Jesus Already Has a Wife
“It is an embarrassing insight into human nature that the more fantastic the scenario, the more sensational is the promotion it receives and the more intense the faddish interest it attracts,” Roman Catholic scholar Raymond Brown wrote more than three decades ago. “People who would never bother reading a responsible analysis of the traditions about how Jesus was crucified, died, was buried, and rose from the dead are fascinated by the report of some ‘new insight’ to the effect he was not crucified or did not die, especially if his subsequent career involved running off with Mary Magdalene to India.”
The entire hubbub surrounding the forged fragment known as the Gospel of Jesus’ Wife has demonstrated once more the truth of Brown’s words.
Despite a deluge of books and movies and articles over the past few years that have implied otherwise, there is simply no reliable historical evidence to support the supposition that Jesus was married. The earliest explicit references to Jesus’s marital status assume his singleness, and the writers seem unaware that anyone might think otherwise.
There is, I would add, one more historical hint that Jesus was single. This evidence dates even earlier than the writings of Clement and Tertullian. The evidence simply this: The consistent testimony from the first century forward was that the church was to be considered the bride of Christ. The apostle Paul made this point in the mid-first century (Ephesians 5:24). In his description of the end of the age, the apostle John likewise depicted the church as the bride of Christ (Revelation 21:2). In the earliest surviving Christian sermon—preached in the early-to-mid-second century—the pastor proclaimed, “‘God made man male and female.’ The male is Christ, and the female is the church” (2 Clement). Clement of Alexandria himself gave this as the primary reason for Jesus’s lifelong virginity: “The Lord…already had a bride, the church”—and these are only a few of many such references from the first centuries of Christian faith.
So what do all these metaphors have to do with the marital status of Jesus?
If Jesus had been married, these references to the church as his bride would have—at the very least—required some further explanation. Perhaps this would have taken the form of a reference to his “spiritual bride” in contrast to his “earthly bride,” or some other shade of distinction to distinguish the church’s relationship to Jesus. Yet these statements, some of which can be traced back to eyewitnesses of the life of Jesus, seem to be made with the assumption that the church is Christ’s bride and he has no other, whether spiritual or terrestrial. This is admittedly a suggestion from silence. Still—given the consistent metaphorical references to Christians as the bride of Christ—the silence regarding any earthly marriage seems significant.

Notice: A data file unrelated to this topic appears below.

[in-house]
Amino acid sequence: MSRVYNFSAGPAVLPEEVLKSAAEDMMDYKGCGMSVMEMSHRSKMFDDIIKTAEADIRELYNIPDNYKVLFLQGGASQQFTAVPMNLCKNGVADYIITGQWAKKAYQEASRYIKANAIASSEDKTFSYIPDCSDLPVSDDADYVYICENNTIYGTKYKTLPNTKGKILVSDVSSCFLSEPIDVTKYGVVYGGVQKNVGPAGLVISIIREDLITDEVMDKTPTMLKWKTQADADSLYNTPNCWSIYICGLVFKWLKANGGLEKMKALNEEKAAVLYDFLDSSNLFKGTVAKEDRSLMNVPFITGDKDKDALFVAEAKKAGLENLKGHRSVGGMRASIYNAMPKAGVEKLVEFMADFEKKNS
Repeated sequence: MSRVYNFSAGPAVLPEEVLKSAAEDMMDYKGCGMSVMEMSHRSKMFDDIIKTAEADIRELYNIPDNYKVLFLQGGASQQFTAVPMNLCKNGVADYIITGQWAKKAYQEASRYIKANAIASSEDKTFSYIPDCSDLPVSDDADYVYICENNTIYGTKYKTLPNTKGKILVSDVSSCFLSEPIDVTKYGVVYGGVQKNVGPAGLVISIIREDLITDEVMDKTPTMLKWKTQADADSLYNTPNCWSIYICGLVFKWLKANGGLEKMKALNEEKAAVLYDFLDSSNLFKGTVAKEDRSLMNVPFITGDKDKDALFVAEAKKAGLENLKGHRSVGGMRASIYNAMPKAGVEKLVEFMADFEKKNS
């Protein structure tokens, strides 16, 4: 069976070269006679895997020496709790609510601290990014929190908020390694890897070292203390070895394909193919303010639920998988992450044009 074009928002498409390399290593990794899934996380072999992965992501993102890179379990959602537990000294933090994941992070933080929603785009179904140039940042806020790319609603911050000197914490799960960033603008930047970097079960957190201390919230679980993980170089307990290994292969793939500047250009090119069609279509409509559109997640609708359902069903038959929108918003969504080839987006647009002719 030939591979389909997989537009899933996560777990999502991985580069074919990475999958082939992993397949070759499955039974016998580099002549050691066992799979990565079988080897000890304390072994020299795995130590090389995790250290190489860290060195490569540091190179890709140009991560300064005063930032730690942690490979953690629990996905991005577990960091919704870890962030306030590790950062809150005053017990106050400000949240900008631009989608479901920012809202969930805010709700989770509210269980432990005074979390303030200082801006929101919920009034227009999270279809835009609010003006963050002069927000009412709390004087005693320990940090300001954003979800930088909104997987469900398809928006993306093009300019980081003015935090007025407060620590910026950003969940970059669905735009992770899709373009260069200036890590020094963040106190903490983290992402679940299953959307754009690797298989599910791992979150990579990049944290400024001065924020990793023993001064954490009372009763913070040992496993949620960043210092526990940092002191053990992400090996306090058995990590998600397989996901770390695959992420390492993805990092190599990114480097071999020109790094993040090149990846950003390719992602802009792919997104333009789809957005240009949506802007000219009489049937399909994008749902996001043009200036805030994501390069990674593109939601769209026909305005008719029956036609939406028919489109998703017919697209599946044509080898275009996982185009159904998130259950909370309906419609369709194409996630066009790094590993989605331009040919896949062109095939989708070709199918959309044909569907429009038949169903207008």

The idea of a married Messiah wasn’t rejected among the earliest Christians because such a revelation would cause “centuries of Christian tradition” to fall apart—it might have caused theologians to rethink the way they frame some doctrines, but no essential belief or practice in the Christian faith is dependent on the singleness of Jesus. The marriage of Jesus did not become part of the church’s story of Jesus for a single reason: No evidence exists for such a union in any witnesses that are traceable to reliable testimony about the life of Jesus. Even if the so-called “Gospel of Jesus’ Wife” had been authentic, the fragment would have done nothing to change that fact.
Carefully read the article by Ariel Sabar. How should this exposé of the Gospel of Jesus’ Wife change the ways that we respond to new discoveries that claim to change what we know about Jesus or the early church? How has the information in this blog post sharpened and enriched your understanding of early Christianity? How would you explain to a friend that, even if Gospel of Jesus’ Wife had been authentic, it wouldn’t have changed anything that you believe about Jesus?
For more on the lost Gospels and the reliability of the New Testament, take a look at my book Misquoting Truth.